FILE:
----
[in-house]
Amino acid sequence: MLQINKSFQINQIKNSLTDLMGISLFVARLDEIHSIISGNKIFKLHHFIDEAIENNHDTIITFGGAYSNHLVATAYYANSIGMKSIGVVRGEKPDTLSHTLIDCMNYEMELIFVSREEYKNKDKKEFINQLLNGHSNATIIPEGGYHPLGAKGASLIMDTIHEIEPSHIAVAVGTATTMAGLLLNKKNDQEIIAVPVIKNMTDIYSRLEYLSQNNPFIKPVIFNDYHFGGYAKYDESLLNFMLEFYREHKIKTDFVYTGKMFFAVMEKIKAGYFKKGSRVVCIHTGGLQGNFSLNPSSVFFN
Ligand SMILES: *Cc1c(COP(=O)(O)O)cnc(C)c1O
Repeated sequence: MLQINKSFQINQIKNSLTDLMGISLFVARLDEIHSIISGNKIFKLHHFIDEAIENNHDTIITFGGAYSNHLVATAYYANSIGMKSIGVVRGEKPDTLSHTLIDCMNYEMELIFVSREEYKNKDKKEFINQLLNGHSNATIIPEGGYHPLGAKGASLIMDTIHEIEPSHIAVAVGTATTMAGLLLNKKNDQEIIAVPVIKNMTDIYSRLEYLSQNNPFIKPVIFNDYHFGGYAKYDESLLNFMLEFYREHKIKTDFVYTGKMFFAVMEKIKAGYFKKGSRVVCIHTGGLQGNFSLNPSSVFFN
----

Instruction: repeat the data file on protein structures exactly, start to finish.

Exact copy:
[in-house]
Amino acid sequence: MLQINKSFQINQIKNSLTDLMGISLFVARLDEIHSIISGNKIFKLHHFIDEAIENNHDTIITFGGAYSNHLVATAYYANSIGMKSIGVVRGEKPDTLSHTLIDCMNYEMELIFVSREEYKNKDKKEFINQLLNGHSNATIIPEGGYHPLGAKGASLIMDTIHEIEPSHIAVAVGTATTMAGLLLNKKNDQEIIAVPVIKNMTDIYSRLEYLSQNNPFIKPVIFNDYHFGGYAKYDESLLNFMLEFYREHKIKTDFVYTGKMFFAVMEKIKAGYFKKGSRVVCIHTGGLQGNFSLNPSSVFFN
Ligand SMILES: *Cc1c(COP(=O)(O)O)cnc(C)c1O
Repeated sequence: MLQINKSFQINQIKNSLTDLMGISLFVARLDEIHSIISGNKIFKLHHFIDEAIENNHDTIITFGGAYSNHLVATAYYANSIGMKSIGVVRGEKPDTLSHTLIDCMNYEMELIFVSREEYKNKDKKEFINQLLNGHSNATIIPEGGYHPLGAKGASLIMDTIHEIEPSHIAVAVGTATTMAGLLLNKKNDQEIIAVPVIKNMTDIYSRLEYLSQNNPFIKPVIFNDYHFGGYAKYDESLLNFMLEFYREHKIKTDFVYTGKMFFAVMEKIKAGYFKKGSRVVCIHTGGLQGNFSLNPSSVFFN